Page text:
InetSoft Webinar: The Key For Any Successful Intelligent CRM Initiative

This is the continuation of the transcript of a Webinar hosted by InetSoft on the topic of "Business Intelligence for CRM." The speaker is Mark Flaherty, CMO at InetSoft.

I can suggest that over the last 20 or so years 25 years, this type of customer profile has become the key for any successful intelligent CRM initiative. Those who do it well have a fighting chance of great success, and those who don’t do the profile well do not usually succeed in their CRM efforts. So the problem with the profile, I cannot keep kind from thinking about this the last years, it’s three fold.

Number one is we look at this information. It’s static information. It might change daily, but as large an information database we can gather about the customer, the better. Maybe we can get some demographic or trends data, some type of behavioral, or maybe psychographic type of information. But to a large extent it's pretty static information.

And one of the problems is in today’s world where 60% of the people depend on other people to tell them what they think about a company, versus the company themselves, in that world where 60% depend on others, we need to capture what people are saying about our company, which is the piece that is lacking in today’s customer profile, and we will address that in a little bit.

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If the information is out of date, if the information is incomplete, there is nothing that upsets personnel in the field or a customer facing person at a call center, than getting on to the profile and finding that the information is not complete or incorrect. So those are the pros and cons of the profile, but because of its importance in driving intelligent customer interactions, I wanted to just go through four thoughts about how to make sure you do your profile well, and then we will talk a little bit about how to leverage that profile to drive those intelligent customer interaction.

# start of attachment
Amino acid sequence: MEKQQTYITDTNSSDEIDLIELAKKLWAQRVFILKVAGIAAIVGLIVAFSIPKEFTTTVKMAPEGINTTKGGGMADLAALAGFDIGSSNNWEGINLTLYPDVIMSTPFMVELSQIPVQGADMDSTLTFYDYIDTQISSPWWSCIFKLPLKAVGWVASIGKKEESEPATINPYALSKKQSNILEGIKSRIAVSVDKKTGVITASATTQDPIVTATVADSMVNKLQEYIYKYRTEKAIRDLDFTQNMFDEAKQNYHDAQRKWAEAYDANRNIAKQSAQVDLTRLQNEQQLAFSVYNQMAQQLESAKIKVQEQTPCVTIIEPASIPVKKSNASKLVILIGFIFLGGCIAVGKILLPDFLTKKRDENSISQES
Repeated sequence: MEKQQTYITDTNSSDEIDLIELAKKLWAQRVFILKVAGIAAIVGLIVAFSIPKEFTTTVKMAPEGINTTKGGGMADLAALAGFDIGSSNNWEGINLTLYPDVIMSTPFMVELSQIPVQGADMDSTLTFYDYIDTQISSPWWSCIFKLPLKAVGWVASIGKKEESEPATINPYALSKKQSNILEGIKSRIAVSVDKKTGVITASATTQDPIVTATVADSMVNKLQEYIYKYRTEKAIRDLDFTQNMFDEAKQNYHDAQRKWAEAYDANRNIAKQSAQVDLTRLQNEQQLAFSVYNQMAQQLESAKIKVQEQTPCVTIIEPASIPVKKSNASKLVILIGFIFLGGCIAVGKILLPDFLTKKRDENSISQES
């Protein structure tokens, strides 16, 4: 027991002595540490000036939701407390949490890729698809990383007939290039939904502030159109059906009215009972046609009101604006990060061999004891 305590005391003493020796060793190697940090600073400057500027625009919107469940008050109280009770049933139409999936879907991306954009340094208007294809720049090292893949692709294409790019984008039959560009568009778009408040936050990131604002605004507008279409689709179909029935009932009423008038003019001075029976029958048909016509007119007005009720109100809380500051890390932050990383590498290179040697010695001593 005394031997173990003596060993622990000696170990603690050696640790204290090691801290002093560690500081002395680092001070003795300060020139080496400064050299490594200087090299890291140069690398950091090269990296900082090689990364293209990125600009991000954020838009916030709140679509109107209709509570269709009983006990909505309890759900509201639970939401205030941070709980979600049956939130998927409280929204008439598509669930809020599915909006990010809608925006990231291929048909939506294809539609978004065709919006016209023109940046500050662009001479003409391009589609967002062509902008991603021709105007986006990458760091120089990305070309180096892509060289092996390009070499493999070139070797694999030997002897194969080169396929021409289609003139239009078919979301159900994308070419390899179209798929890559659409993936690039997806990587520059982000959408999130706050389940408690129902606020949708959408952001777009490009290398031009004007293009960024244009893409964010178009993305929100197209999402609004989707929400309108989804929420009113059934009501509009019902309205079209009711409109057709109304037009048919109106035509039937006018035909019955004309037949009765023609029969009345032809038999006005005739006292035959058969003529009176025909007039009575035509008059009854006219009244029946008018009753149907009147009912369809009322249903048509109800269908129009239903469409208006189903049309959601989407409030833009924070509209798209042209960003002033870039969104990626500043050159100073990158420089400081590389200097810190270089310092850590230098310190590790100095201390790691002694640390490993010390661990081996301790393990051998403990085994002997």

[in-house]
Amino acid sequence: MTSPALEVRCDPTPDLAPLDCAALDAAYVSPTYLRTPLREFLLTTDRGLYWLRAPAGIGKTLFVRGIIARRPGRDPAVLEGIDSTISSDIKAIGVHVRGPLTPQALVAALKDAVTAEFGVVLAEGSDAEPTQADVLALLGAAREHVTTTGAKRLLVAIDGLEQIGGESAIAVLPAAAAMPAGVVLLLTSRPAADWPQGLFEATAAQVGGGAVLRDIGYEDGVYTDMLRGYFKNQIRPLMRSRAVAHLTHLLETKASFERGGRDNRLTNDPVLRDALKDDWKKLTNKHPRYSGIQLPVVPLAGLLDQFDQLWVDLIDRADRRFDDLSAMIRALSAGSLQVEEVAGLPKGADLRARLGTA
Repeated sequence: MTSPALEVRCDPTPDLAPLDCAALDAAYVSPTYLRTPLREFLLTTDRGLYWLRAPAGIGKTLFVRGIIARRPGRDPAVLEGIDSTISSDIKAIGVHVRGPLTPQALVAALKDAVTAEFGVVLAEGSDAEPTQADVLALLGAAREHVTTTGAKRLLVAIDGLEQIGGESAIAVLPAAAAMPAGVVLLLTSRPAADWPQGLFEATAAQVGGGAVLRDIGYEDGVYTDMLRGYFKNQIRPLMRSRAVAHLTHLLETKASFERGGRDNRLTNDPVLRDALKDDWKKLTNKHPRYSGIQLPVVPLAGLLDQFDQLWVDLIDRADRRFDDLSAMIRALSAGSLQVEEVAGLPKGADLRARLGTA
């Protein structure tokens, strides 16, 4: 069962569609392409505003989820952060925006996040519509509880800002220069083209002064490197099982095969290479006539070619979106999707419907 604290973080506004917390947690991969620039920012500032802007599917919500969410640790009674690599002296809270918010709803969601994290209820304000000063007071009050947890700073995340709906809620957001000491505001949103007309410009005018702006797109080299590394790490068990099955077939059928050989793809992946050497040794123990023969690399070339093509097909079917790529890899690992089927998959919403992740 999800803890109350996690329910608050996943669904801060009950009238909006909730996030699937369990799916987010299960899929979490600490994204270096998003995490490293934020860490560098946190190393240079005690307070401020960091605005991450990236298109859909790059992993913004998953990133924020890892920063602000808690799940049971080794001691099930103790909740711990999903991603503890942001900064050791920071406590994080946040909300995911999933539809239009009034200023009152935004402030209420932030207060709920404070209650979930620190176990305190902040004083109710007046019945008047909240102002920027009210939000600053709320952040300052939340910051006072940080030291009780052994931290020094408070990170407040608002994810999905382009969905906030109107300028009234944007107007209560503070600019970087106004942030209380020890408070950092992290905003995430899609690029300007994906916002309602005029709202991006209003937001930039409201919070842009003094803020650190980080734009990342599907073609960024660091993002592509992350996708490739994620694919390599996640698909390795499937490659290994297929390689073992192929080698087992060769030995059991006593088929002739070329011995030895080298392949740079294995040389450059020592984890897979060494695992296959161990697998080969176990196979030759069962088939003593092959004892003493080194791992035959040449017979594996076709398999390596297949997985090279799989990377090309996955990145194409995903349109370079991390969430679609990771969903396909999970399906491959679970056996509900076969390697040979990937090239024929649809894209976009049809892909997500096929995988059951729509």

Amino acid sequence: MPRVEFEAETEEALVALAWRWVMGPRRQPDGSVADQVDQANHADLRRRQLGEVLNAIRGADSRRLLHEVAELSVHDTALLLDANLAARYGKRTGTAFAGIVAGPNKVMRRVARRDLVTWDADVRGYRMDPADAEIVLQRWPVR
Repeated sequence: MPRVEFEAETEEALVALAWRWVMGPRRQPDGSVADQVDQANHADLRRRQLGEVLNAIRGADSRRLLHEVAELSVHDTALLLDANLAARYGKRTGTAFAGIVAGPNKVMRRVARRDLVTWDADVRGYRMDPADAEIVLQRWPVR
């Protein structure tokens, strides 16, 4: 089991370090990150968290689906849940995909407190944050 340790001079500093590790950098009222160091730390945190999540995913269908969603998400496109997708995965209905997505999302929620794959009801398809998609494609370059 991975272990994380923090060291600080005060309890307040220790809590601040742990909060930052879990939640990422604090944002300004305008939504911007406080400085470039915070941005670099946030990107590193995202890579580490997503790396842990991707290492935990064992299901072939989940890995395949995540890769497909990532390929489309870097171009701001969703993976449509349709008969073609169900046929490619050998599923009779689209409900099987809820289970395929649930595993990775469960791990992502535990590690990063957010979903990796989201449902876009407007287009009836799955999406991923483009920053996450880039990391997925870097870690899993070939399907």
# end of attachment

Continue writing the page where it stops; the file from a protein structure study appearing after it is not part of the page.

I am going to talk about these individually. The first one deals with the four kinds of the making the profile a process discipline. You know, what information should we store in the profile? How often should we update it? Who has the right to update it? If two people update it with the same piece of information, which person gets the right to update? What are the heirarchical rules of the profile?

Who gets to modify the structure of a profile? How do we manage the process of updating a profile because we don’t have a process in place, we are not going to keep it up the date. We are going to keep it timely, or we are not going to keep it dynamic, which is what we need so that we are really quite conscious of what’s going on with that particular customer at any point in time.